What Is the IRS and What Does It Do?

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Thinking about the IRS can strike fear into anyone’s heart. The thought of an audit, even when you’re sure you’ve done everything right, is scary. Completing your tax returns each year can be challenging, especially in years with significant changes to the tax code.

So what is the IRS? Aside from tax season, the IRS isn’t something we think about much. We know we have to pay deductions and we hope we don’t have to owe anything at the end of the year.

Let’s look more closely at what the IRS is and how it does what it does.

What is the IRS?

The IRS is the United States government revenue service. It is a government agency and exists under the Department of the Treasury. 

The IRS is responsible for collecting taxes and enforcing tax laws set by Congress and is tasked with performing taxpayer service. The agency also conducts criminal investigations and oversees retirement plans and tax-exempt organizations.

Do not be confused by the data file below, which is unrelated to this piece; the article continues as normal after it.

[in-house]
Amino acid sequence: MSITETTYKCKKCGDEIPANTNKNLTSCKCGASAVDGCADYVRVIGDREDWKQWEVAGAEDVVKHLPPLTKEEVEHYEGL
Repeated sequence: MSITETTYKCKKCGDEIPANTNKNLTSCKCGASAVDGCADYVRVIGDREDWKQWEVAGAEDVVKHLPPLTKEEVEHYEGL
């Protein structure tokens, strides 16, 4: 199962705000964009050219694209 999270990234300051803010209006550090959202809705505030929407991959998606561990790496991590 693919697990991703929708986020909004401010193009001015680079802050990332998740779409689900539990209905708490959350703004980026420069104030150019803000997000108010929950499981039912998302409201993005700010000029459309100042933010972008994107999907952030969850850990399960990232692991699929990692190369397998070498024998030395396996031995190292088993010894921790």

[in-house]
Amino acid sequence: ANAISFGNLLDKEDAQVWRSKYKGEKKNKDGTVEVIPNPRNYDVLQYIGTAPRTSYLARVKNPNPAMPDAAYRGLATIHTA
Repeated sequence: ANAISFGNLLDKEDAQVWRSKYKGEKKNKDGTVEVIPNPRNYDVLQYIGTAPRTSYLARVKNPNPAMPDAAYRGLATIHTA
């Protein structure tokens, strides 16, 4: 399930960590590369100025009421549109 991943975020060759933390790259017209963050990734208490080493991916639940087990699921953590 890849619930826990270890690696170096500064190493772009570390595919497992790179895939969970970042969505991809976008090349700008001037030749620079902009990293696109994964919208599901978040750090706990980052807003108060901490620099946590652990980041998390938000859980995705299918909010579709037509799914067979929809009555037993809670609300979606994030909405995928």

The U.S. President appoints the IRS Commissioner for a five-year term, and the Senate must confirm the appointment. The Commissioner reports to the Secretary of the Department of the Treasury.

How is the IRS Organized?

The IRS consists of four main divisions: The Wage and Investment Division, The Small Business/Self-employed Division, The Large Business and International Division, and the Tax-Exempt and Government Entities Division.

Here is more information about each of these departments:

The Wage and Investment Division

Most people are familiar with this IRS entity. This division works with individuals who fall into three categories: